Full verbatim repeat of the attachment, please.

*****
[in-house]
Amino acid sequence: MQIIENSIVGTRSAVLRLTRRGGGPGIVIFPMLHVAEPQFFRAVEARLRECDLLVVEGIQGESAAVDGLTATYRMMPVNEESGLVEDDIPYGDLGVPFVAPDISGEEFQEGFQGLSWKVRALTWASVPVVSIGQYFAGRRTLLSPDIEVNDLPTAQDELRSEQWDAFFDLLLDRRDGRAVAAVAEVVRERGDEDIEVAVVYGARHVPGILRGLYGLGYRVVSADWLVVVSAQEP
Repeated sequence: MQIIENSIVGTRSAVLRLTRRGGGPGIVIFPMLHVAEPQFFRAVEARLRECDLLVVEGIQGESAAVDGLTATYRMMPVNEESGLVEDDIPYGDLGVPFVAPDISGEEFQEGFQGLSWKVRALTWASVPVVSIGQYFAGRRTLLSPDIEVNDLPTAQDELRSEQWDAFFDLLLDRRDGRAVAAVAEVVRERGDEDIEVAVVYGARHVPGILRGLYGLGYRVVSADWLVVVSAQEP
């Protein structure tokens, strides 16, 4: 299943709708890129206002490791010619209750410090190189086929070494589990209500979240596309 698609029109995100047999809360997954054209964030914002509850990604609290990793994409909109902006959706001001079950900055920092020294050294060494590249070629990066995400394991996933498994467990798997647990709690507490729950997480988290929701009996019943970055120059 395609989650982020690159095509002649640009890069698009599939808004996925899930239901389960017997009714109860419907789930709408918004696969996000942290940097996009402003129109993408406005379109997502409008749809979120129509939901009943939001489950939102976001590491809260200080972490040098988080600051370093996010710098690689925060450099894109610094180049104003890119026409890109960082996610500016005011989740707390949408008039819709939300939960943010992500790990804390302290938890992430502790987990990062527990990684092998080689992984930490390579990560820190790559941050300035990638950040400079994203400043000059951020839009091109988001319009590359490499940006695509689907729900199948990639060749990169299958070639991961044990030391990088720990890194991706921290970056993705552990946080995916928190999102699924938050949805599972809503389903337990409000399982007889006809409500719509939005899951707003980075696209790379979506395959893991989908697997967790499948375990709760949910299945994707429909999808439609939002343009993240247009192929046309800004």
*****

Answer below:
[in-house]
Amino acid sequence: MQIIENSIVGTRSAVLRLTRRGGGPGIVIFPMLHVAEPQFFRAVEARLRECDLLVVEGIQGESAAVDGLTATYRMMPVNEESGLVEDDIPYGDLGVPFVAPDISGEEFQEGFQGLSWKVRALTWASVPVVSIGQYFAGRRTLLSPDIEVNDLPTAQDELRSEQWDAFFDLLLDRRDGRAVAAVAEVVRERGDEDIEVAVVYGARHVPGILRGLYGLGYRVVSADWLVVVSAQEP
Repeated sequence: MQIIENSIVGTRSAVLRLTRRGGGPGIVIFPMLHVAEPQFFRAVEARLRECDLLVVEGIQGESAAVDGLTATYRMMPVNEESGLVEDDIPYGDLGVPFVAPDISGEEFQEGFQGLSWKVRALTWASVPVVSIGQYFAGRRTLLSPDIEVNDLPTAQDELRSEQWDAFFDLLLDRRDGRAVAAVAEVVRERGDEDIEVAVVYGARHVPGILRGLYGLGYRVVSADWLVVVSAQEP
């Protein structure tokens, strides 16, 4: 299943709708890129206002490791010619209750410090190189086929070494589990209500979240596309 698609029109995100047999809360997954054209964030914002509850990604609290990793994409909109902006959706001001079950900055920092020294050294060494590249070629990066995400394991996933498994467990798997647990709690507490729950997480988290929701009996019943970055120059 395609989650982020690159095509002649640009890069698009599939808004996925899930239901389960017997009714109860419907789930709408918004696969996000942290940097996009402003129109993408406005379109997502409008749809979120129509939901009943939001489950939102976001590491809260200080972490040098988080600051370093996010710098690689925060450099894109610094180049104003890119026409890109960082996610500016005011989740707390949408008039819709939300939960943010992500790990804390302290938890992430502790987990990062527990990684092998080689992984930490390579990560820190790559941050300035990638950040400079994203400043000059951020839009091109988001319009590359490499940006695509689907729900199948990639060749990169299958070639991961044990030391990088720990890194991706921290970056993705552990946080995916928190999102699924938050949805599972809503389903337990409000399982007889006809409500719509939005899951707003980075696209790379979506395959893991989908697997967790499948375990709760949910299945994707429909999808439609939002343009993240247009192929046309800004």